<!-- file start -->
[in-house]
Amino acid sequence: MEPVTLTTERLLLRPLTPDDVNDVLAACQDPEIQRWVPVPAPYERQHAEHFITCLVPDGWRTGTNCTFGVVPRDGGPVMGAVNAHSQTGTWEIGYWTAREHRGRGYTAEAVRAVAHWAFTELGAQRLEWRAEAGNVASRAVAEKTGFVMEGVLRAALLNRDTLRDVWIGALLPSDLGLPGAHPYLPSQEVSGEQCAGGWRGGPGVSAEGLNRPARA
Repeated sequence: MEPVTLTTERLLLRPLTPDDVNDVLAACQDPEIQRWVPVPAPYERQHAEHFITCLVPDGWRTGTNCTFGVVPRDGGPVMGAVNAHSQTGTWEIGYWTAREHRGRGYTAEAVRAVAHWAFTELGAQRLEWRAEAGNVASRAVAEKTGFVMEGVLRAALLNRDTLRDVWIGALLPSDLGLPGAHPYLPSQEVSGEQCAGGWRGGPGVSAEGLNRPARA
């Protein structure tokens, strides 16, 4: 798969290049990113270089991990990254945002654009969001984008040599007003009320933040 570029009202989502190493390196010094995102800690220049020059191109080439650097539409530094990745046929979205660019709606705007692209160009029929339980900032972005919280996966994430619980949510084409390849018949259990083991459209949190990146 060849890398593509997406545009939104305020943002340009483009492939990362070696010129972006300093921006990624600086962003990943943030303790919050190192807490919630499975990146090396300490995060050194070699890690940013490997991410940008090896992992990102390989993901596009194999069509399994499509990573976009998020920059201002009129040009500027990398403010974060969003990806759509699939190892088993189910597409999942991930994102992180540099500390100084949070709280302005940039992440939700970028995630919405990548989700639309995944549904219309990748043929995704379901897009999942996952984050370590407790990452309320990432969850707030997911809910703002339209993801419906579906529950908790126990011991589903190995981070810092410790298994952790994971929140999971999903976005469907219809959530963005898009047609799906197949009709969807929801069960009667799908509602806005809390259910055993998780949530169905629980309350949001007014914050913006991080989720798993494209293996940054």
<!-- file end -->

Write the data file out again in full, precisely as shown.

[in-house]
Amino acid sequence: MEPVTLTTERLLLRPLTPDDVNDVLAACQDPEIQRWVPVPAPYERQHAEHFITCLVPDGWRTGTNCTFGVVPRDGGPVMGAVNAHSQTGTWEIGYWTAREHRGRGYTAEAVRAVAHWAFTELGAQRLEWRAEAGNVASRAVAEKTGFVMEGVLRAALLNRDTLRDVWIGALLPSDLGLPGAHPYLPSQEVSGEQCAGGWRGGPGVSAEGLNRPARA
Repeated sequence: MEPVTLTTERLLLRPLTPDDVNDVLAACQDPEIQRWVPVPAPYERQHAEHFITCLVPDGWRTGTNCTFGVVPRDGGPVMGAVNAHSQTGTWEIGYWTAREHRGRGYTAEAVRAVAHWAFTELGAQRLEWRAEAGNVASRAVAEKTGFVMEGVLRAALLNRDTLRDVWIGALLPSDLGLPGAHPYLPSQEVSGEQCAGGWRGGPGVSAEGLNRPARA
């Protein structure tokens, strides 16, 4: 798969290049990113270089991990990254945002654009969001984008040599007003009320933040 570029009202989502190493390196010094995102800690220049020059191109080439650097539409530094990745046929979205660019709606705007692209160009029929339980900032972005919280996966994430619980949510084409390849018949259990083991459209949190990146 060849890398593509997406545009939104305020943002340009483009492939990362070696010129972006300093921006990624600086962003990943943030303790919050190192807490919630499975990146090396300490995060050194070699890690940013490997991410940008090896992992990102390989993901596009194999069509399994499509990573976009998020920059201002009129040009500027990398403010974060969003990806759509699939190892088993189910597409999942991930994102992180540099500390100084949070709280302005940039992440939700970028995630919405990548989700639309995944549904219309990748043929995704379901897009999942996952984050370590407790990452309320990432969850707030997911809910703002339209993801419906579906529950908790126990011991589903190995981070810092410790298994952790994971929140999971999903976005469907219809959530963005898009047609799906197949009709969807929801069960009667799908509602806005809390259910055993998780949530169905629980309350949001007014914050913006991080989720798993494209293996940054």